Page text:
3. I don't like where that one is going.

    ReplyDelete
  4. Same here, clarity over brevity

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  5. Reminds me of F# and Scala, so it doesn't seem unclear to me. It could be abused, but so could just about anything.

    ReplyDelete
  6. A new feature with not much to be excited about.

    public string OldLog(string str) => Console.WriteLine(str);
    i could write it with the old as
    public string OldLog(string str) { return Console.WriteLine(str); }
    still easier to read due to curly brackets.

    just my 2 cents.

    :)

    ReplyDelete
  7. Implementing ideas from apple languages. Good work !

    ReplyDelete
  8. wow... I'm really surprised how many people are saying: "why not do it the way we always have?"

    I'm a really big fan of expression bodied functions. May seem just syntax sugar, but in fact they encourage you to write shorter, side-effect free functions - essentially to code in a functional style.

    ReplyDelete
    Replies
    1. It's not really reducing lines of code, and it can cause syntax confusion and you are getting no real benefit. Its crap basically...

      Delete
  9. The hate is real. " Its crap basically..." keked from hater. Dont like it - dont use it, stop whining.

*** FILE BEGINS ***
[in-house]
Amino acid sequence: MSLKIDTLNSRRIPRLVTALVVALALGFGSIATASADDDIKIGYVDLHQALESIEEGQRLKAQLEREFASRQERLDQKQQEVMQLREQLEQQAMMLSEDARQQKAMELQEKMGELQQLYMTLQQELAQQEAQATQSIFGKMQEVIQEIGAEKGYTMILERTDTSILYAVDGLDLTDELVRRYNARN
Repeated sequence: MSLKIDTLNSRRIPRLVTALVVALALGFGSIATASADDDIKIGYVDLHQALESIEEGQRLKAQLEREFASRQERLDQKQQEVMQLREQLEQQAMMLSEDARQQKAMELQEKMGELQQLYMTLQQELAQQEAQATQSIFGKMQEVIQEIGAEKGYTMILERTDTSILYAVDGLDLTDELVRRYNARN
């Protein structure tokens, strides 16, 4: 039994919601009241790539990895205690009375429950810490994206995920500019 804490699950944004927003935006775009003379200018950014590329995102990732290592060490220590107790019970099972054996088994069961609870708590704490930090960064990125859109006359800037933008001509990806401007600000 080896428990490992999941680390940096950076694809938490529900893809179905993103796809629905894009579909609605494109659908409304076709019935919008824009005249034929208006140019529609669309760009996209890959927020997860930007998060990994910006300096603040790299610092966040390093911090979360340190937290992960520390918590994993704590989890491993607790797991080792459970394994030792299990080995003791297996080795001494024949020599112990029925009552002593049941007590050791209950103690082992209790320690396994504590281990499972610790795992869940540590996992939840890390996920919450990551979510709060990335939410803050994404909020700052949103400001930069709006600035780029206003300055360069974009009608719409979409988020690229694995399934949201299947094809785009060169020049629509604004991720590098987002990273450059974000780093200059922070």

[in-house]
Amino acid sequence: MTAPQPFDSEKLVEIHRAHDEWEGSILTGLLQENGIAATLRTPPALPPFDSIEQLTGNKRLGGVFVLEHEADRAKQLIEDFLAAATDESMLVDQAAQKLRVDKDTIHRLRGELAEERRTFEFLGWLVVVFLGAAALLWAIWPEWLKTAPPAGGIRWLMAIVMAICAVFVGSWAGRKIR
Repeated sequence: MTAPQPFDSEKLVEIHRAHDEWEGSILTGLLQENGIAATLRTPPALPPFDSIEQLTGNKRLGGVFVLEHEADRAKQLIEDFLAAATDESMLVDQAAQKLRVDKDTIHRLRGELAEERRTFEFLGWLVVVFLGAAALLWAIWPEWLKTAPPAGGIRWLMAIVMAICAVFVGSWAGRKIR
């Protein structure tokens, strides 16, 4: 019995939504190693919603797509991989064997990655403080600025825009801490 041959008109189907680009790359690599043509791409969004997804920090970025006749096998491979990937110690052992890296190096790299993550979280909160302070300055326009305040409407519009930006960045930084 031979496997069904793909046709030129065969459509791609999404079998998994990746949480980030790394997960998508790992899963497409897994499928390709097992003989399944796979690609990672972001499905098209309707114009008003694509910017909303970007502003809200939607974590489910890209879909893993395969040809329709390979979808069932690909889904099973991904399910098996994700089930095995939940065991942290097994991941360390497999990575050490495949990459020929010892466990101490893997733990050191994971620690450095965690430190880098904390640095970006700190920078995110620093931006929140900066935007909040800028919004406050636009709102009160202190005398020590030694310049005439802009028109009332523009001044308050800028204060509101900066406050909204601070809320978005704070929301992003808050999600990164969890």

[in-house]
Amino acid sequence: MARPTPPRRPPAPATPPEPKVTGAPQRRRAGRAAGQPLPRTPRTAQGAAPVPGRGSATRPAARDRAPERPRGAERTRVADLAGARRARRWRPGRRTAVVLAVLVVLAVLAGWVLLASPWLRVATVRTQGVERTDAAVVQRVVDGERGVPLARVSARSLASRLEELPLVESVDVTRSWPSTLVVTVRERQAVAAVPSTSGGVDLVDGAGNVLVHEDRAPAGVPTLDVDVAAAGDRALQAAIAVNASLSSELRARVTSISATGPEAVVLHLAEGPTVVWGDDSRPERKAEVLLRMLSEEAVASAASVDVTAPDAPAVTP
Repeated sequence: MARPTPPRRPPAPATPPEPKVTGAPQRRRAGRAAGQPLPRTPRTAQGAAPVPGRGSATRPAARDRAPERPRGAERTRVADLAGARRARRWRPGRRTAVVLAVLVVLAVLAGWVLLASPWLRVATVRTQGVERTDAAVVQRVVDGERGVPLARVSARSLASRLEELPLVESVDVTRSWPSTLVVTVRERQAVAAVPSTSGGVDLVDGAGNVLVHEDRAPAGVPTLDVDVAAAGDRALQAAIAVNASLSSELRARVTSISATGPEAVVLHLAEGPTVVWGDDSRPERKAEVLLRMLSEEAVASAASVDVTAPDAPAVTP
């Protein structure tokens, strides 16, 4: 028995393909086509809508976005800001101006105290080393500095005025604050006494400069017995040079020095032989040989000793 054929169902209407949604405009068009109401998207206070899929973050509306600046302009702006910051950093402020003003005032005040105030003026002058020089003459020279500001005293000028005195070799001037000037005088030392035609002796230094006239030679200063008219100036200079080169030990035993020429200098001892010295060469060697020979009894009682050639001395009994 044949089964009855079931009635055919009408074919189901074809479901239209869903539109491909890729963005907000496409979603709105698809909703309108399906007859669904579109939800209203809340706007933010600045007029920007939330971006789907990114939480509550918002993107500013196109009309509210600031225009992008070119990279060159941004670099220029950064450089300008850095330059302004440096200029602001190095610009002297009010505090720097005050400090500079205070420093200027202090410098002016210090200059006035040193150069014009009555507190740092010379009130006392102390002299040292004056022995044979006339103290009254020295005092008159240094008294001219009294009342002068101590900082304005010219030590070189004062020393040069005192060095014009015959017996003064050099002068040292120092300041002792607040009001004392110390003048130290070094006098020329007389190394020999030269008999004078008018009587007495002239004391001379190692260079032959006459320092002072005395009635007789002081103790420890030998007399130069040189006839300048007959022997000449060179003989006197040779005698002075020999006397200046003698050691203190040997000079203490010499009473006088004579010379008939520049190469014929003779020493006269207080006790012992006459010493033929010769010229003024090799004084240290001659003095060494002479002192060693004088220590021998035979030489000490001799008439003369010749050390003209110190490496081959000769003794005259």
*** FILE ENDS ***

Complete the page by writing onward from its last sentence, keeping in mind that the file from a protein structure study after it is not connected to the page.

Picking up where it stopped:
ReplyDelete
  10. I think this is a great addition to the language.
    More code brevity = more code on your screen = easier to read. Simple as that. There's nothing unclear about this syntax!

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  11. This comment has been removed by a blog administrator.

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  12. Lot of haters. Seems to be they just don't want to change because why change...
    I like it, the reason is simple. When I see brackets I think scope. When I see a lambda I think assignment or simple function. If I see brackets I know this method is slightly more than trivial. Beautiful! Elegant! I like it!

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  13. I like it, much cleaner code and easy to implement.

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  14. It really is JUST syntactic sugar. I don't hate it but I don't prefer it, either. Won't go changing my code just to use it but when I write new code I will use it, IF I remember. :-)

    ReplyDelete
  15. Your examples don't really shed good light to the usage... here is a more concrete example of the advantage.

    public int Age
    {
    get { return GetValue(() => Age); }
    set { SetValue(() => Age, value); }
    }

    public Gender Gender
    {
    get { return GetValue(() => Gender); }
    set { SetValue(() => Gender, value); }
    }

    ReplyDelete
  16. I'm only interested/liking in using them in place for getters as thusly:

    Previous getter:
    public int FontSize
    {
    get { return (fontSize); }
    }

    Newer lamba:
    public string FontName => (fontName);

    :)

    ReplyDelete